particularly with regard to: 56 . But as our business relationship develops. We enforce these principles firmly among direct suppliers and encourage their implementation further down the supply chain. safety and basic human rights are to be protected and promoted. Each supplier must.principles that we believe in. those with whom we directly contract for both goods and services — to ensure their facilities accord with what we believe to be acceptable standards. Worker's Rights The people working for our suppliers are to be treated with respect. which establish a minimum acceptable entry standard. and to be continually improving. Marks & Spencer takes great care in choosing the companies who supply us directly with goods and services and with whom we aim to build long term partnerships. we expect the supplier steadily to raise standards and improve working conditions. We have therefore published our company-wide Global Sourcing Principles. It is the supplier's responsibility to achieve and maintain these standards. fully comply with all relevant local and national laws and regulations. taking account of internationally recognized standards. Supplier's Responsibility Together with each supplier we establish a set of standards. and their health. From the start we require each supplier to implement our Global Souring Principles. These principles clearly require all our direct suppliers — i. which includes specifications appropriate to the industries and countries producing the goods.e. as a minimum.

supply them. Environmental Responsibility At the very least. dedicated to Marks & Spencer orders. in turn. we expect them steadily to improve their environmental performance by aiming to comply with international standards. All goods must be labeled with their country of origin. Dedicated Production Units Once we have established significant levels of business with a supplier. Commitment to Extending Principles through the Supply Chain We expect our suppliers to adopt similar principles in dealing with those who. Together we will strive for continual improvement. n Minimum age of employment Moreover. suppliers must meet all relevant local and national regulations. we expect that supplier to produce our goods in units. rates of pay and terms of employment. as a norm. Productions Sites and Labeling Suppliers of goods must agree with us in advance the production site or sites to be used for each order and no subcontracting of our orders from these agreed locations is allowed. and with workers. whatever the local regulations. 57 .n Working hours and conditions. they should be free to join lawful trade unions or worker's associations. workers should normally be at least 15 years old. Regular Assessment All production sites are to be regularly visited and assessed by our suppliers and by our own staff. In addition.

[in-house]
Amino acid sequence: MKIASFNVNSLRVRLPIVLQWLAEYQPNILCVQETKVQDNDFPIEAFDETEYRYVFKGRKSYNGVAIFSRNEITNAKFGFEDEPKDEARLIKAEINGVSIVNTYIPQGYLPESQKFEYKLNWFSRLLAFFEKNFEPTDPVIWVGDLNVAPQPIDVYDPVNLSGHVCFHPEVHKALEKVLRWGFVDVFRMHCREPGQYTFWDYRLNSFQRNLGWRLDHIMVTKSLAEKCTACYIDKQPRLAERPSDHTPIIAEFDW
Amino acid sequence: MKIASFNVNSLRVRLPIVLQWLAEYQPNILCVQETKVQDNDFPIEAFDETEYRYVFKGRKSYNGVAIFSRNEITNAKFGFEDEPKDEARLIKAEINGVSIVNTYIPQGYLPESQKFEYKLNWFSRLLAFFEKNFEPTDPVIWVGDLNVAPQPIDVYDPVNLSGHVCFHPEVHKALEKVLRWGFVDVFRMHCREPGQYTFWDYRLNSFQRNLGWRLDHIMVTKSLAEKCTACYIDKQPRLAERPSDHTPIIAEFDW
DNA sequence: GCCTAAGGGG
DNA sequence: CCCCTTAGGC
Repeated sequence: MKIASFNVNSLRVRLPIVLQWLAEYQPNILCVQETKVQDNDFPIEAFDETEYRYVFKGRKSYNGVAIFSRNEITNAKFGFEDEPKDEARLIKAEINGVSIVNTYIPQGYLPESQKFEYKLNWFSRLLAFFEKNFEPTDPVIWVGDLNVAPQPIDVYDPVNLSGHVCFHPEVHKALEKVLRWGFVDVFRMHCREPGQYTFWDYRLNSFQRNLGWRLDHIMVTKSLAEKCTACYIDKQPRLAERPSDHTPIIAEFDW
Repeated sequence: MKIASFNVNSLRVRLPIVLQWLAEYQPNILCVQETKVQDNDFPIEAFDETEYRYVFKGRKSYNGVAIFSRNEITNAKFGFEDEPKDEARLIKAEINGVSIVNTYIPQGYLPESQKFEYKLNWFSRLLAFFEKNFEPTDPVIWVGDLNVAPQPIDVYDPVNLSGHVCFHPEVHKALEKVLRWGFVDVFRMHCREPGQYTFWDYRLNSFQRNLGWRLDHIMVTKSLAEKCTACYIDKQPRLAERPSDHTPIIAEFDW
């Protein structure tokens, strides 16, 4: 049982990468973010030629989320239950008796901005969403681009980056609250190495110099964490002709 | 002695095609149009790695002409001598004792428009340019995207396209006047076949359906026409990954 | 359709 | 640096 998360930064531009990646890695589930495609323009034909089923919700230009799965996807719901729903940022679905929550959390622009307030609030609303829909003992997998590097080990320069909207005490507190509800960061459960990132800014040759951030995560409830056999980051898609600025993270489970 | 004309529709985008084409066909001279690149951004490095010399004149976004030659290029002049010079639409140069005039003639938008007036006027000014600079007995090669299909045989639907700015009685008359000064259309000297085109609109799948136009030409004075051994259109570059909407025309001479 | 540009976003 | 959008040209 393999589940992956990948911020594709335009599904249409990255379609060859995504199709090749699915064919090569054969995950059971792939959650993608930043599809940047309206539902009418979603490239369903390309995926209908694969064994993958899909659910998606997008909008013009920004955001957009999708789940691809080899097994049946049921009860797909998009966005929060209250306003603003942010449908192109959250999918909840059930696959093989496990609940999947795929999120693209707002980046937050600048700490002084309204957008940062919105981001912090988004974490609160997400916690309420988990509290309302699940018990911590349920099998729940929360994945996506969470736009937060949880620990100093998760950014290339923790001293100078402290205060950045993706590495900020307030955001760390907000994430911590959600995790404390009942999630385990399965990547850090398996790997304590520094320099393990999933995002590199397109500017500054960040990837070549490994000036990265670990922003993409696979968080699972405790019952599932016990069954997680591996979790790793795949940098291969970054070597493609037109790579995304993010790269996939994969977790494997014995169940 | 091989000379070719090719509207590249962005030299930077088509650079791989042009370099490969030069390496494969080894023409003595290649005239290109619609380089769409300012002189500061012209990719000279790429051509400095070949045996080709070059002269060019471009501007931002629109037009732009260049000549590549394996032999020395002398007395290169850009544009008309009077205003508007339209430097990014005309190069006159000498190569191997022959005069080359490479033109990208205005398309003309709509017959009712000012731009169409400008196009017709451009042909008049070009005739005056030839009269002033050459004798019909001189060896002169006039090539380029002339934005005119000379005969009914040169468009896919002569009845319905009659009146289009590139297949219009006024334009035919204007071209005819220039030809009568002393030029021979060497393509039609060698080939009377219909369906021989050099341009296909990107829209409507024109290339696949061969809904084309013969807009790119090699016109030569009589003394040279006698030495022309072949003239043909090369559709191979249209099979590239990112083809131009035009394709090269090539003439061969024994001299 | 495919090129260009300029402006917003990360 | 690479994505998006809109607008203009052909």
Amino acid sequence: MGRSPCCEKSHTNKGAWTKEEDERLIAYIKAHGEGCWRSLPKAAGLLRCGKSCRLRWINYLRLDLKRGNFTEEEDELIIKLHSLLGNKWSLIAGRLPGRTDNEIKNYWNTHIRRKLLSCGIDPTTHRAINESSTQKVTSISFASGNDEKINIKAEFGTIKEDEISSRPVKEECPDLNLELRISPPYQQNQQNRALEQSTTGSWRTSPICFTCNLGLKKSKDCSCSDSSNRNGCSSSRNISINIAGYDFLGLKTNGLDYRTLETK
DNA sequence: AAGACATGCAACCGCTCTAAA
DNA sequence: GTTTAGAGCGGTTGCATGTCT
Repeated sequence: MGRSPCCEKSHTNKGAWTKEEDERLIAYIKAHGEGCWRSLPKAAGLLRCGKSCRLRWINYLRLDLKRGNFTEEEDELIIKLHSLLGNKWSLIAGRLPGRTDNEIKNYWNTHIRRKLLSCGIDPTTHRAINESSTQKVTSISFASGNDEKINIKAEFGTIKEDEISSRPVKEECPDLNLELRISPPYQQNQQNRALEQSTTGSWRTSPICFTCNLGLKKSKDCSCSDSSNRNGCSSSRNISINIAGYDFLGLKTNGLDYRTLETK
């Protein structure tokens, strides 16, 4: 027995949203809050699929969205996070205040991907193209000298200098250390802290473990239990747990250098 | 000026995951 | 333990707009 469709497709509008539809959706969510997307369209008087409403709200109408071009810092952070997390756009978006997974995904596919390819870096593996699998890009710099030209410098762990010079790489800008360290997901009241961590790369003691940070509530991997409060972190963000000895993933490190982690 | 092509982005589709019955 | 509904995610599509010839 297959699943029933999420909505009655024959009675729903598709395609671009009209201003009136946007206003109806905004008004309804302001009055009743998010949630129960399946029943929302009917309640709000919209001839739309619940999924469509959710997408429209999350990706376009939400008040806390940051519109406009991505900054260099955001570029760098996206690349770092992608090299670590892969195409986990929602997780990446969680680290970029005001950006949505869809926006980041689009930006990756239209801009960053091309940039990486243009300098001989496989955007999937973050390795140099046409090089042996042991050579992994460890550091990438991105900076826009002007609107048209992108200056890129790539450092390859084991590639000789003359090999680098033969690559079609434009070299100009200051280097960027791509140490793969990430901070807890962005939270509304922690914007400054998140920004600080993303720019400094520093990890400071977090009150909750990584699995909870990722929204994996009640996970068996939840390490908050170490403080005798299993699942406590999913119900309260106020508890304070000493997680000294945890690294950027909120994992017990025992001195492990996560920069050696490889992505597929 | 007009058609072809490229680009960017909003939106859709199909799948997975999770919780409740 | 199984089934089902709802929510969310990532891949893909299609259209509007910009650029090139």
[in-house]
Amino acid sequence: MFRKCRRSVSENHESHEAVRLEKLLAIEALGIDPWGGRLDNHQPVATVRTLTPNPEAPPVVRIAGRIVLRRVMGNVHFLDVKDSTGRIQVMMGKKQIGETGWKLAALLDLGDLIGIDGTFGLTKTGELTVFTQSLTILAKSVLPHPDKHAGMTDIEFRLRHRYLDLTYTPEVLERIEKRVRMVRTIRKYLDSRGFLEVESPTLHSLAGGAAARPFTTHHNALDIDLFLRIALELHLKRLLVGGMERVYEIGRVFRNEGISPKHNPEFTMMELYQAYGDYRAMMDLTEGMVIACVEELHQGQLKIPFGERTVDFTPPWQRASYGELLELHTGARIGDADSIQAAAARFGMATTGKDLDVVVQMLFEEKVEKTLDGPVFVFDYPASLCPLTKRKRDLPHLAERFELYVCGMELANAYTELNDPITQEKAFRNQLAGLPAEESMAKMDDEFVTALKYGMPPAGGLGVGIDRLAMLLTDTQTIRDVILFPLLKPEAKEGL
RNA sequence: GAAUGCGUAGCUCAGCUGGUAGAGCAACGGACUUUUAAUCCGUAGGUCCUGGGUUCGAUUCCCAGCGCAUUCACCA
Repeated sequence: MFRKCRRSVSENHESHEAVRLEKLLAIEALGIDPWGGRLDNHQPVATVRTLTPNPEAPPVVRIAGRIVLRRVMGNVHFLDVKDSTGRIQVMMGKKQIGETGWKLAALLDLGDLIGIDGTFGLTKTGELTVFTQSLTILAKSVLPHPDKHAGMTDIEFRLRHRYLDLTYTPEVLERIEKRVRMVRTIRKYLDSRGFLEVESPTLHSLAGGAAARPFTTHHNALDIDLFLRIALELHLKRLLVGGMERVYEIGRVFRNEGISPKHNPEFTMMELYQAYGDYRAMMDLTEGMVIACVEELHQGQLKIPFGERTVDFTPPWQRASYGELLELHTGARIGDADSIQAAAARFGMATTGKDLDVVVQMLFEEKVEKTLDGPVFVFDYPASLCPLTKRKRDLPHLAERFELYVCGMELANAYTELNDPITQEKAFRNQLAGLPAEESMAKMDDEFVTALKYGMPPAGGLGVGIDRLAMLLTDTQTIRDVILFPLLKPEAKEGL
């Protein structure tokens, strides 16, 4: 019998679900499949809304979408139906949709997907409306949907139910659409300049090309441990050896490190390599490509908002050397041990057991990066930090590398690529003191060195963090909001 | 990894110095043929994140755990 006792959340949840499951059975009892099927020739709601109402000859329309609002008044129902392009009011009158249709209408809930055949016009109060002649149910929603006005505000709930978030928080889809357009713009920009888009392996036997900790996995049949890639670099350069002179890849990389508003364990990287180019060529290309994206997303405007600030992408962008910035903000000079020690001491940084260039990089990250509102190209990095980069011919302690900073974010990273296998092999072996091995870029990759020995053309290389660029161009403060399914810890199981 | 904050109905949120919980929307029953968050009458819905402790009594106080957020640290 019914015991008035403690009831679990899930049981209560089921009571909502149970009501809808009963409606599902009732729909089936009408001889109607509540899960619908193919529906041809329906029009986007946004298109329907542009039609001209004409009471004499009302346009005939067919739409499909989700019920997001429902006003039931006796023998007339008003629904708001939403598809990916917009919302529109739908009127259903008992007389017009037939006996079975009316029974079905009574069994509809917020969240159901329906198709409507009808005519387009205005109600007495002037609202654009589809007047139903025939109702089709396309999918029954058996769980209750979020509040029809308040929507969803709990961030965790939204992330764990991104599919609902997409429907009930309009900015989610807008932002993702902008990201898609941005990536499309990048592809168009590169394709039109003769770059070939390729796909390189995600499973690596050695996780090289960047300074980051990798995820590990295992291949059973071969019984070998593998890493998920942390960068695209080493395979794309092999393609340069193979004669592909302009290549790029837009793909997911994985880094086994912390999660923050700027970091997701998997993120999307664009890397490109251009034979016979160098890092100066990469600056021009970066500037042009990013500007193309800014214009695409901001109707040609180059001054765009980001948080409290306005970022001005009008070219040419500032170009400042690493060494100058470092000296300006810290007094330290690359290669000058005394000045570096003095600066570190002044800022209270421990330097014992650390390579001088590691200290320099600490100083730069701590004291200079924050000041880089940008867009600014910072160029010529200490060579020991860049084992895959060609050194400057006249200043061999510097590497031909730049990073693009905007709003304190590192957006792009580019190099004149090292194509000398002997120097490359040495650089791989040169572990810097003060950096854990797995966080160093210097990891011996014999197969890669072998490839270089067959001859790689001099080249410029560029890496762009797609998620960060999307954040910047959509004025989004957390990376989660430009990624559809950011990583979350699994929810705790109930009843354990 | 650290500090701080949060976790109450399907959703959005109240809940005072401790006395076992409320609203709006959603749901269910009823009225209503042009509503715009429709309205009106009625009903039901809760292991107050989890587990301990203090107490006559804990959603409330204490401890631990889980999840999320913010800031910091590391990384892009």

We will take action against suppliers. which may involve canceling our orders and ceasing to trade. who do not 58 . but must also be able to show they are doing so. Source: Marks-and-Spencer.APPENDIX K (Continued) Suppliers must not only apply these principles at all times.

Although suppliers are encouraged to establish their own testing facilities. The merchandise allocators send finished goods to stores on the basis of estimated future sales in relation to the available stock and store profile. carry out comparative shopping to monitor competitors. Marks & Spencer's extensive modern Head Office laboratory provides invaluable support. Michael Fashions The selectors choose cloth. and excess stock as low as possible. constantly reacting to changing sales patterns to keep sales as high. and work closely with both manufacturers and M&S design departments. and style and are responsible for offering an attractive choice to customers. The technologists stipulate and monitor quality standards and advise manufactures on the latest production techniques and efficiencies. M&S pioneered a process whereby there is a reduction in manufacturing time from 14 to five weeks for dyeing batches of garments rather than the cloth.APPENDIX L St. Source: Marks & Spencer Press Release. Head Office monitors quality standards while the technologists use the laboratory to establish manufacturing specifications. June 1997 59 . design. The merchandisers are responsible for negotiating prices. which will later be made into garments. They travel extensively keeping abreast of the latest fashion trends. Michael Fashions (Supplier Management) St. estimating the quantities required and scheduling the production.